Adds Deirdre McGlashan, global chief digital officer at MediaCom: "We keep thinking it's this thing that's just around the corner. But it's already infiltrated our lives," she says of AI. "It's in a lot of the parts of the infrastructure that we use that we don't even know about," from recommendation engines at online retailers to air traffic that guides our planes.
And yet, despite its ubiquity, uncertainty hovers around AI. "Everyone is worried about the robot army coming and creating a doomsday scenario," says McGlashan. "But I think the real risks are [in not] understanding, when you're using products with AI in it, what was the data that was being fed?"
Smart kitchens are still not a thing
Smart kitchens are a hard sell and they have been for a long time; it's unclear what problem they're actually trying to solve.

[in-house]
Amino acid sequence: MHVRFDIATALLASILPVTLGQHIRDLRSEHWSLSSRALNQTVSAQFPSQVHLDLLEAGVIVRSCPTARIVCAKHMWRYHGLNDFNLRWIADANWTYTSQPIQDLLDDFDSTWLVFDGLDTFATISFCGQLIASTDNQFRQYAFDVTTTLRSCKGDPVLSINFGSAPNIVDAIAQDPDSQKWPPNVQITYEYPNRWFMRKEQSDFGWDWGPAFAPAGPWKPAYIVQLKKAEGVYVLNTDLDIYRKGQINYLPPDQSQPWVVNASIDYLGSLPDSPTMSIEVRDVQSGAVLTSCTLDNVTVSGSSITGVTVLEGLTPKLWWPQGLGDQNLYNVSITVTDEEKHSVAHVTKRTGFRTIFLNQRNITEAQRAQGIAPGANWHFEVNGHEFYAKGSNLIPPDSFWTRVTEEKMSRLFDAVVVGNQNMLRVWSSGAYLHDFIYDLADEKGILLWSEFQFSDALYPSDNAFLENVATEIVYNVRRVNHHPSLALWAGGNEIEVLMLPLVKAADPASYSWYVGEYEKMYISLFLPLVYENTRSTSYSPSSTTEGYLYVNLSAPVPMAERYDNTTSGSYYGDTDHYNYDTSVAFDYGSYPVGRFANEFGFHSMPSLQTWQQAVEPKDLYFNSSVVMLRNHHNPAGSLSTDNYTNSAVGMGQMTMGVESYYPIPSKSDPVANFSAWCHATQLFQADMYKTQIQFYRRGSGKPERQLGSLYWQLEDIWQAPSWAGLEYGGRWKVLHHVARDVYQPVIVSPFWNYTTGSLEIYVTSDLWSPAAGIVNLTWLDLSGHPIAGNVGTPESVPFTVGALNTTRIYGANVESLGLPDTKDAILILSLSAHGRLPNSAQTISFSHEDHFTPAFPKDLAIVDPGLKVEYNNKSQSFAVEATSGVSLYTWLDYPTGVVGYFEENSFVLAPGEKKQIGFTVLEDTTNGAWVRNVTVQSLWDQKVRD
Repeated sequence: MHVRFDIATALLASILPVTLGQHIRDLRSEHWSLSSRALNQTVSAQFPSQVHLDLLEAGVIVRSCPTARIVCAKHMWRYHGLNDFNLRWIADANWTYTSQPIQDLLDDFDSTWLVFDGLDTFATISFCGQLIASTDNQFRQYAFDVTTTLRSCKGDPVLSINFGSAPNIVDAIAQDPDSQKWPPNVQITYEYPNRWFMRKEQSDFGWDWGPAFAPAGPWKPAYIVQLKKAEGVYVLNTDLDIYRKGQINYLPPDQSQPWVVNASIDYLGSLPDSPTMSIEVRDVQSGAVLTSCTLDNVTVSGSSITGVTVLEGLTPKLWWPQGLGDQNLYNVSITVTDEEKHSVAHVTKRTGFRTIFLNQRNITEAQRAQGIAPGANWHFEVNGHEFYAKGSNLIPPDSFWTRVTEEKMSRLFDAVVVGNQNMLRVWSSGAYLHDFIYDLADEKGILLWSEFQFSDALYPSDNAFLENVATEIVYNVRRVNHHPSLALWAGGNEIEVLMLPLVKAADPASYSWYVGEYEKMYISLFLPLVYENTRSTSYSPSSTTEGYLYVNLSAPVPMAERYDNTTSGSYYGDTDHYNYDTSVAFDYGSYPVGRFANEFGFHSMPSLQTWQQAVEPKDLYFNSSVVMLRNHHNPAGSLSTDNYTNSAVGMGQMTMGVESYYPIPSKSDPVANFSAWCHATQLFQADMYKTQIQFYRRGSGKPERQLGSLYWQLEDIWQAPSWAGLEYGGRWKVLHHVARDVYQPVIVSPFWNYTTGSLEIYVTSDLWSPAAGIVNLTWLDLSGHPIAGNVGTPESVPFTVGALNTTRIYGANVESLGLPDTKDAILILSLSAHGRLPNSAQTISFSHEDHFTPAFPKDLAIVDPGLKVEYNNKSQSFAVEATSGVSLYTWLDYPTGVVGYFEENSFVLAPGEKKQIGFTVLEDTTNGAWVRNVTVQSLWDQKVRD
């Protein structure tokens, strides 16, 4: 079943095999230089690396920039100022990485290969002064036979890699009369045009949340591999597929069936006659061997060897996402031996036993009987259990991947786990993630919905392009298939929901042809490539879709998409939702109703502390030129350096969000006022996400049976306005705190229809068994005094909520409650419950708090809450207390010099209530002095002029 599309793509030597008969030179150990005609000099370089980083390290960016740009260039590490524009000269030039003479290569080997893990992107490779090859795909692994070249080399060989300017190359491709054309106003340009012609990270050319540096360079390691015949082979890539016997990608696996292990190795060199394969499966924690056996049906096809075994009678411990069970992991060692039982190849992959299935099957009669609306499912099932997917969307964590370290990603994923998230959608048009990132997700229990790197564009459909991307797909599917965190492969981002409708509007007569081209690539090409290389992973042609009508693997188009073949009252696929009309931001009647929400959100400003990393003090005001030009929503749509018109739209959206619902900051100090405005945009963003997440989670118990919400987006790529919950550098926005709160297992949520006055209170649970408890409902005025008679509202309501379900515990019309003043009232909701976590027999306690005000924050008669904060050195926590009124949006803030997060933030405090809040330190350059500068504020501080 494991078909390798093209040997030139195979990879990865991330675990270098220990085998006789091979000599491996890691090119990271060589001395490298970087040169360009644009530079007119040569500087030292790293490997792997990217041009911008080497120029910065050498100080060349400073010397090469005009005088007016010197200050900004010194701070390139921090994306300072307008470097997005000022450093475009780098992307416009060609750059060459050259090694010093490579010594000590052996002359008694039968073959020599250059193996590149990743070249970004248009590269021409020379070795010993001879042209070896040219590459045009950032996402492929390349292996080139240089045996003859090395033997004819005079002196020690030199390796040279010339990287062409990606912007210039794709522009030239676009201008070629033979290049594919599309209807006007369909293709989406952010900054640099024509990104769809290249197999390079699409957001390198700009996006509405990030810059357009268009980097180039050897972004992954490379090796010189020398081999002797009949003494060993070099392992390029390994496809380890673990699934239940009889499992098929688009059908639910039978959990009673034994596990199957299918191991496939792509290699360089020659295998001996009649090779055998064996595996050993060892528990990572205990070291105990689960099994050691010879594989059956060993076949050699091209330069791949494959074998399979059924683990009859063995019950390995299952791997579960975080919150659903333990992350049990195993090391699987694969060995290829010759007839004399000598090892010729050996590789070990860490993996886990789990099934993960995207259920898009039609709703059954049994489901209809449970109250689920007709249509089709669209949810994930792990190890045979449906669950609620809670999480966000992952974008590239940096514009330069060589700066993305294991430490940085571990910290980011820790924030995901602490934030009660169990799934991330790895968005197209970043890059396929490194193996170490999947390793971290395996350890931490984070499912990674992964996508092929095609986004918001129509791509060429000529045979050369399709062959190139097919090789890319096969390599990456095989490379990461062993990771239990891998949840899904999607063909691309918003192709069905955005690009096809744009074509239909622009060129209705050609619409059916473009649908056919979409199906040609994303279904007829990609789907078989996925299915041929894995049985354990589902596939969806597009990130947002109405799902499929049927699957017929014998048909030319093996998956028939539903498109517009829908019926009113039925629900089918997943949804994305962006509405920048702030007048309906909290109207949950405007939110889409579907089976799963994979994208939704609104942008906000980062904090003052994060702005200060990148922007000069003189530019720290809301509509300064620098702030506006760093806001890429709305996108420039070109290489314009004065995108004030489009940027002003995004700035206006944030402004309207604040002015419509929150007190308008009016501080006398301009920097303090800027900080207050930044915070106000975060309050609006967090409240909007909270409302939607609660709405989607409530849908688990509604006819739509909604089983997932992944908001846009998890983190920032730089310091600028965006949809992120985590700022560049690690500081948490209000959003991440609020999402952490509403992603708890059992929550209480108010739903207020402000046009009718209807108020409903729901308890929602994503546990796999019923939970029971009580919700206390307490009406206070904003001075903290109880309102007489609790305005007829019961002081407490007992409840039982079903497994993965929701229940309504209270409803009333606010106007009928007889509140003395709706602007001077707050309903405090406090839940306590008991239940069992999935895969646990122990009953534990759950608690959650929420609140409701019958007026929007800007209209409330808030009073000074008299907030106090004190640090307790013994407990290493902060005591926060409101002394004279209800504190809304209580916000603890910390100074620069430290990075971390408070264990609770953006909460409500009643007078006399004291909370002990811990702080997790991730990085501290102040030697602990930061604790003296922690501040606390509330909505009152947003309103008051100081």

LG touted its "future of smart kitchens" at this year's CES. Features include automatically preheating the oven when selecting recipes from Drop, a popular app that provides recipes.
The company says its collection of connected appliances – refrigerators, dishwashers and ovens – will "work together to help simplify the task of food preparation as well as meal cleanup." Yet it's not difficult to preheat an oven, or push buttons on a dishwasher. And while most people expect their appliances to last at least a decade, how will the added technology hold up in the long run?
Other companies, such as Samsung, are adding apps to its smart appliances, allowing consumers to do things like search for recipes. Of course, recipe selection is something people can already do, perhaps more efficiently, with their phone, laptop or tablet. Samsung did add it will text owners of its smart fridge should they accidentally leave the door open, a mildly neat feature, though not especially helpful if you're not at home.
All these smart features will come at an additional cost to the customer. The customer will decide if they want it.